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I want to match against key/value assignments in shell scripts, config files, etc., which may or may not be single-, double- or backtick-quoted, and which may or may not have a line-ending comment. For example, I want:

# => key: RAILS_ENV, value: production

listen_address = # localhost only by default
# => key: listen_address, value:

# => key: PATH, value: "/usr/local/bin" (or /usr/local/bin would be fine)

HOSTNAME=`cat /etc/hostname`
# => key: HOSTNAME, value: `cat /etc/hostname`

If you feel fancy, it can handle escaped quotes and # inside the quotes, but I don't think I'll run into any. If you feel differently fancy, you can make it all named-capture expanded-style and pretty:

  (?<export> export ){0}
  (?<key> [\w-]+ ){0}
  (?<value> \S* ){0}
  (?<comment> \#.*$ ){0}


but I think nobody really writes regexen like that..

I've seen Regex for quoted string with escaping quotes, but I'm not good enough to adapt any of those solutions to optional quotes; I don't quite see how to do "expect an end quote, and therefore allow internal spaces, if I had a start quote."

Edit: the Tin Man gave a practical answer, so now I'm looking for the purist answer. Throw some state machines at me, or tell me why it can't be done.

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With the addition of the CONFIG_LINE assignment you are going to have a very hard time parsing all the assignments from a file from a single regex pattern that is easily maintained. –  the Tin Man Dec 26 '11 at 18:52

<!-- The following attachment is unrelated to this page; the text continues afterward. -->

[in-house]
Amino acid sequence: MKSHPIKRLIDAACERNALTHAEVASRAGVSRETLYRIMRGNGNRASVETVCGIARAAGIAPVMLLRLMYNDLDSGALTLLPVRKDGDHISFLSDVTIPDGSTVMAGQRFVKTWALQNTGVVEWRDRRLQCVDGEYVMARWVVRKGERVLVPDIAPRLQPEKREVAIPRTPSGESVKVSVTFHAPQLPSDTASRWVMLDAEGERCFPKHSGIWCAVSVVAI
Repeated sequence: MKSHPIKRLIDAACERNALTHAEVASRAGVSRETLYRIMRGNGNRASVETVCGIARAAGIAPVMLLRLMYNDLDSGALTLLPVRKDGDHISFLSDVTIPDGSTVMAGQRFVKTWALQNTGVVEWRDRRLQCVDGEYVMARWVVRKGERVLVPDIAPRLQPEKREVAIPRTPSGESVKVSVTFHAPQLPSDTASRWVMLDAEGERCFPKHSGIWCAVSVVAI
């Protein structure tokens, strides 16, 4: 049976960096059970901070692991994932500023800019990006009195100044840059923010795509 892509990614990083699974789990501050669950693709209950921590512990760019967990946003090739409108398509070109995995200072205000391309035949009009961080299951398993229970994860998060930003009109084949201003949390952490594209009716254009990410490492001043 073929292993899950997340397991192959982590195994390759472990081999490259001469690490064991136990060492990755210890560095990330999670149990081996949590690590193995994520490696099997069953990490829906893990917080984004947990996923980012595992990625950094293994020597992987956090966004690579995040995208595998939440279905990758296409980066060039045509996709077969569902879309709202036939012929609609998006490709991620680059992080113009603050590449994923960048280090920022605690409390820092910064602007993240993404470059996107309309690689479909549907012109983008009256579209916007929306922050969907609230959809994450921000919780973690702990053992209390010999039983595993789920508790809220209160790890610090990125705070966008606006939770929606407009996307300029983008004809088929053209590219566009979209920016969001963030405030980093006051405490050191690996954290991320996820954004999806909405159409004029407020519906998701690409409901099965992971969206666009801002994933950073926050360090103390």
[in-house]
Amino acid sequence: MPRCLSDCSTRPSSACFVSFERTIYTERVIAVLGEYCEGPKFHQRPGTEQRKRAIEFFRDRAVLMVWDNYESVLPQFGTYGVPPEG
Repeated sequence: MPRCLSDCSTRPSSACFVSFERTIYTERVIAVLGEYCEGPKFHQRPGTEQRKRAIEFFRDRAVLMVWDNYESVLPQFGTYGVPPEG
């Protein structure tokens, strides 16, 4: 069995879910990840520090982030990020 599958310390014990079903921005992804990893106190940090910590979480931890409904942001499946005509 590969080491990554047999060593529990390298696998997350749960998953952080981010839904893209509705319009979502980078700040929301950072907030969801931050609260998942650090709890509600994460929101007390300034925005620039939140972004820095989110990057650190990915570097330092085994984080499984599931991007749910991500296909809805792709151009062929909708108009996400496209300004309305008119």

That's a regex, not something that needs to be matched by the regex! –  Jay Levitt Dec 26 '11 at 19:38
"I think nobody really writes regexen like that". Oh? Scan through some of the the answers to "What is the best regular expression for validating email addresses?" –  the Tin Man Dec 26 '11 at 20:31
Awesome - bout time ABNF came back in regular expressions.. –  Jay Levitt Dec 27 '11 at 20:02
See the 50-point challenge for a regex-only version: stackoverflow.com/questions/8658722/… –  Jay Levitt Dec 30 '11 at 16:44

2 Answers 2

up vote 2 down vote accepted

It's probably possible to do in one regex pattern, but I am a believer in keeping the patterns simple. Regex can be insidious and hide lots of little errors. Keep it simple to avoid that, then tweak afterwards.

text = <<EOT
listen_address = # localhost only by default

# => [["RAILS_ENV", "production"], ["listen_address ", " # localhost only by default"], ["PATH", "\"/usr/local/bin\""]]

To trim off the trailing comment is easy in a subsequent map:

text.scan(/^([^=]+)=(.+)/).map{ |n,v| [ n, v.sub(/#.+/, '') ] }
# => [["RAILS_ENV", "production"], ["listen_address ", " "], ["PATH", "\"/usr/local/bin\""]]

If you want to normalize all your name/values so they have no extraneous spaces you can do that in the map also:

text.scan(/^([^=]+)=(.+)/).map{ |n,v| [ n.strip, v.sub(/#.+/, '').strip ] }
=> [["RAILS_ENV", "production"], ["listen_address", ""], ["PATH", "\"/usr/local/bin\""]]

What the regex "/^([^=]+)=(.+)/" is doing is:

  1. "^" is "At the beginning of a line", which is the character after a "\n". This is not the same as the start of a string, which would be \A. There is an important difference so if you don't understand the two it is a good idea to learn when and why you'd want to use one over the other. That's one of those places a regex can be insidious.
  2. "([^=]+)" is "Capture everything that is not an equal-sign".
  3. "=" is obviously the equal-sign we were looking for in the previous step.